Vienna February 22 2022: OPEC's Arab contingent said the group is united on sticking to its current supply pact, even as oil prices continue to trade close to $100/b.
Speaking at the International Petroleum Technology Conference in Riyadh, ministers from Saudi Arabia, Iraq, the UAE and Kuwait said geopolitical tensions, along with industry underinvestment driven in large part by climate activists, were to blame for high oil prices and that there was no evidence that OPEC+ countries were causing a supply crunch.
"We are on a journey to attain balance in the market by gradually increasing our production and we think that plan is pertaining to the supply and demand. Anything outside that is not going to be our job," UAE energy minister Suhail al-Mazrouei told the conference late Feb. 20.
He said escalating tensions between Russia and the West over Ukraine had added a geopolitical risk premium to prices that had distorted the market.
"We are all hoping for de-escalation. We were hoping that we will see the prices go back to [reflecting] supply and demand only and I think that our plan has been working," Mazrouei added. "And I don't believe that the market is undersupplied currently. It's the other factors that are outside our hands, which are impacting the market."
OPEC, along with 10 allies led by Russia, has been gradually easing back production quotas it implemented at the start of the coronavirus pandemic by 400,000 b/d each month, aiming to return to pre-pandemic output levels by late 2022.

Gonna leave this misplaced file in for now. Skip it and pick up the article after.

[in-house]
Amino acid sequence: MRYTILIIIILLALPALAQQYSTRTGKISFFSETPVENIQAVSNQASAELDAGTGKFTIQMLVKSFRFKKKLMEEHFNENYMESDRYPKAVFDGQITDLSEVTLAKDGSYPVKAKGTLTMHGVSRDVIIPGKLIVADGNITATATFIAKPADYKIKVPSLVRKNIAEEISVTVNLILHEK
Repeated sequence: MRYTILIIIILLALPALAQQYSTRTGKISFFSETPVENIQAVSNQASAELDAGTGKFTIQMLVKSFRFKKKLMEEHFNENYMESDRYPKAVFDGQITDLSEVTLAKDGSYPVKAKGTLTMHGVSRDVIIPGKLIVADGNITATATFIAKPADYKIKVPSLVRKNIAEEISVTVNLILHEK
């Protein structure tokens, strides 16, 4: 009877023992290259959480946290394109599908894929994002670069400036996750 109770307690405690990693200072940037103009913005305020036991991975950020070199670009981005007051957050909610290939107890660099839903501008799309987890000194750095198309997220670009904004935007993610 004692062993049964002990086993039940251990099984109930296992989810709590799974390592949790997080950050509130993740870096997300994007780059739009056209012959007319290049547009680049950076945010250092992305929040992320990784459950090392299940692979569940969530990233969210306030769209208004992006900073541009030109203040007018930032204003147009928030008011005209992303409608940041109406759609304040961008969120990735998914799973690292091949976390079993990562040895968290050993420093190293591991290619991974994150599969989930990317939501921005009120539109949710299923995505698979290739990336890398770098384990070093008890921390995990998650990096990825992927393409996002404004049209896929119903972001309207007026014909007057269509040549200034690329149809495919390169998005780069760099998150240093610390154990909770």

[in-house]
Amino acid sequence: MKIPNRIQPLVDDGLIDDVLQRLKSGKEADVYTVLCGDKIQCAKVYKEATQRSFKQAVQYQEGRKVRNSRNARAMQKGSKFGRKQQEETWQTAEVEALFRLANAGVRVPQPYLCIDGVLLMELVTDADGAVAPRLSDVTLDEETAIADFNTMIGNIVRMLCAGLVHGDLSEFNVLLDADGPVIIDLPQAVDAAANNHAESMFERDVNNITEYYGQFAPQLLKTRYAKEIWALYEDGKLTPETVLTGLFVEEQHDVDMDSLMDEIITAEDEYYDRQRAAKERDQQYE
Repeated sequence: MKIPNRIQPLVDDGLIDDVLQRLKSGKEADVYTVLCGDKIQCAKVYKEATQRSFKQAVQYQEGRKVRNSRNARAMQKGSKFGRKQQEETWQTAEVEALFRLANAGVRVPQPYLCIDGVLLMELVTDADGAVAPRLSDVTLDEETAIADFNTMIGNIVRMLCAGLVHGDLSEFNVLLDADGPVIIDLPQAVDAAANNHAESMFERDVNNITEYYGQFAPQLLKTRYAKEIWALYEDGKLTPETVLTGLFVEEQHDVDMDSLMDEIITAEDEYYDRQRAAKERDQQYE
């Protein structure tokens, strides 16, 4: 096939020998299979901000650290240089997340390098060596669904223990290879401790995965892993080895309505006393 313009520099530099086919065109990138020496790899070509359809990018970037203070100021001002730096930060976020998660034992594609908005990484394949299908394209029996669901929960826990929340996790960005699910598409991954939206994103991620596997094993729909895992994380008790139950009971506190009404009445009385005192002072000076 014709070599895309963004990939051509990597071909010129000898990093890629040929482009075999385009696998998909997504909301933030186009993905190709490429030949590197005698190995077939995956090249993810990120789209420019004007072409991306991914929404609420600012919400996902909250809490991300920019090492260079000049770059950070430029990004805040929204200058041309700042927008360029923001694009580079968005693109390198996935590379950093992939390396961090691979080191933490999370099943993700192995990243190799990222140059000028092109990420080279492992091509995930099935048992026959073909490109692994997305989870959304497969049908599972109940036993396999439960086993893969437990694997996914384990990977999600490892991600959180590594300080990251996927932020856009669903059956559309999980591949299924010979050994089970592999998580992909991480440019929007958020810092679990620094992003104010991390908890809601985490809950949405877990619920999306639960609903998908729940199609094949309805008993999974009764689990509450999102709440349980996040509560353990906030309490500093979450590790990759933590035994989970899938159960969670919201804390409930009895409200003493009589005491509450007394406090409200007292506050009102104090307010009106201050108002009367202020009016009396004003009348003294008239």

The OPEC+ alliance is next scheduled to meet March 2 to finalize April output levels, and is already under ratcheting pressure from its key customers, including the US and India to more aggressively raise production. So far, however, the alliance has not deviated from its plan.
Iraqi oil minister Ihsan Ismaael also said the current agreement could keep the market in balance "for the benefit of consumers and producers".
Platts assessed Dated Brent at $97.35/b on Feb. 18, after the benchmark -- used to price more than half of the world's crude -- breached $100/b for the first time since September 2014 earlier in the week.
Saudi energy minister Prince Abdulaziz bin Salman said the OPEC+ group's monthly meetings were a demonstration of its commitment to "transparency, managing dynamics and unpredictable events."
He also blamed an "investment deficit" and "short-sighted" environmental campaigns against oil and gas investments as factors behind the recent rally in crude prices.
Kuwait, one of OPEC's key producers also pledged to respect the pact.
"The mechanism that was set in this agreement showed to the whole world that we can make sure that we are very sensitive how the market reacts," Mohammed al-Fares, the country's oil minister, said.
"I think that we're going to continue doing what we're doing, and we have to respect that agreement," he added.